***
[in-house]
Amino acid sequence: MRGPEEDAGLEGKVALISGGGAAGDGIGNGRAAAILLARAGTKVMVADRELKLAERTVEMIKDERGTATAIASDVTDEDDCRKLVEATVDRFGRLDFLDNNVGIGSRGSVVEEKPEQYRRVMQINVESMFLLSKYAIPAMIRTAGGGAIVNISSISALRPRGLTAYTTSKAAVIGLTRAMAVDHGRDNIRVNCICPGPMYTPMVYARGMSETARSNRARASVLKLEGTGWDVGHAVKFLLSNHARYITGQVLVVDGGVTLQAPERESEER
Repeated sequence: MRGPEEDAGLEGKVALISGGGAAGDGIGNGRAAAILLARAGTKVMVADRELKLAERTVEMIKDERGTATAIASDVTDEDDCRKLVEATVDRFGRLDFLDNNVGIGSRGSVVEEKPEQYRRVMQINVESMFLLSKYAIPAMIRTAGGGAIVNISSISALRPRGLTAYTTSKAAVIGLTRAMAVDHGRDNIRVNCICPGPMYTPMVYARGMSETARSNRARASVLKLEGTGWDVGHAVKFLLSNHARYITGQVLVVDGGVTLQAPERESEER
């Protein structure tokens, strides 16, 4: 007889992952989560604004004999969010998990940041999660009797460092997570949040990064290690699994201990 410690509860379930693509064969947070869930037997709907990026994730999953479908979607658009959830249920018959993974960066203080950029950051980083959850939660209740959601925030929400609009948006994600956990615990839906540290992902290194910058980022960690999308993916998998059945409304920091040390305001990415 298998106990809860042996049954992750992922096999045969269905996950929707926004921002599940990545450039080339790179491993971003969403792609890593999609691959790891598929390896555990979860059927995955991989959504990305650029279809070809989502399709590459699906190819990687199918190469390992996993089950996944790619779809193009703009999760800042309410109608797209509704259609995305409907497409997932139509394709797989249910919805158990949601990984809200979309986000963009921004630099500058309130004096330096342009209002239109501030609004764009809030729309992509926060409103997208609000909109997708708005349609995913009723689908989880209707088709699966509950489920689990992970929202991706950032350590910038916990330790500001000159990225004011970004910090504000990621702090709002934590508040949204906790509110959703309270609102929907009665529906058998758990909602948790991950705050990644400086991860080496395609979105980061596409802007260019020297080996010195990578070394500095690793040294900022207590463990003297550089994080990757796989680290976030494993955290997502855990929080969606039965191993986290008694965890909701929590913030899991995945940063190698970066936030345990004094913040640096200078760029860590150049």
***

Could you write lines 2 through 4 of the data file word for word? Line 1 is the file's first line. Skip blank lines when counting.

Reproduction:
Amino acid sequence: MRGPEEDAGLEGKVALISGGGAAGDGIGNGRAAAILLARAGTKVMVADRELKLAERTVEMIKDERGTATAIASDVTDEDDCRKLVEATVDRFGRLDFLDNNVGIGSRGSVVEEKPEQYRRVMQINVESMFLLSKYAIPAMIRTAGGGAIVNISSISALRPRGLTAYTTSKAAVIGLTRAMAVDHGRDNIRVNCICPGPMYTPMVYARGMSETARSNRARASVLKLEGTGWDVGHAVKFLLSNHARYITGQVLVVDGGVTLQAPERESEER
Repeated sequence: MRGPEEDAGLEGKVALISGGGAAGDGIGNGRAAAILLARAGTKVMVADRELKLAERTVEMIKDERGTATAIASDVTDEDDCRKLVEATVDRFGRLDFLDNNVGIGSRGSVVEEKPEQYRRVMQINVESMFLLSKYAIPAMIRTAGGGAIVNISSISALRPRGLTAYTTSKAAVIGLTRAMAVDHGRDNIRVNCICPGPMYTPMVYARGMSETARSNRARASVLKLEGTGWDVGHAVKFLLSNHARYITGQVLVVDGGVTLQAPERESEER
């Protein structure tokens, strides 16, 4: 007889992952989560604004004999969010998990940041999660009797460092997570949040990064290690699994201990 410690509860379930693509064969947070869930037997709907990026994730999953479908979607658009959830249920018959993974960066203080950029950051980083959850939660209740959601925030929400609009948006994600956990615990839906540290992902290194910058980022960690999308993916998998059945409304920091040390305001990415 298998106990809860042996049954992750992922096999045969269905996950929707926004921002599940990545450039080339790179491993971003969403792609890593999609691959790891598929390896555990979860059927995955991989959504990305650029279809070809989502399709590459699906190819990687199918190469390992996993089950996944790619779809193009703009999760800042309410109608797209509704259609995305409907497409997932139509394709797989249910919805158990949601990984809200979309986000963009921004630099500058309130004096330096342009209002239109501030609004764009809030729309992509926060409103997208609000909109997708708005349609995913009723689908989880209707088709699966509950489920689990992970929202991706950032350590910038916990330790500001000159990225004011970004910090504000990621702090709002934590508040949204906790509110959703309270609102929907009665529906058998758990909602948790991950705050990644400086991860080496395609979105980061596409802007260019020297080996010195990578070394500095690793040294900022207590463990003297550089994080990757796989680290976030494993955290997502855990929080969606039965191993986290008694965890909701929590913030899991995945940063190698970066936030345990004094913040640096200078760029860590150049």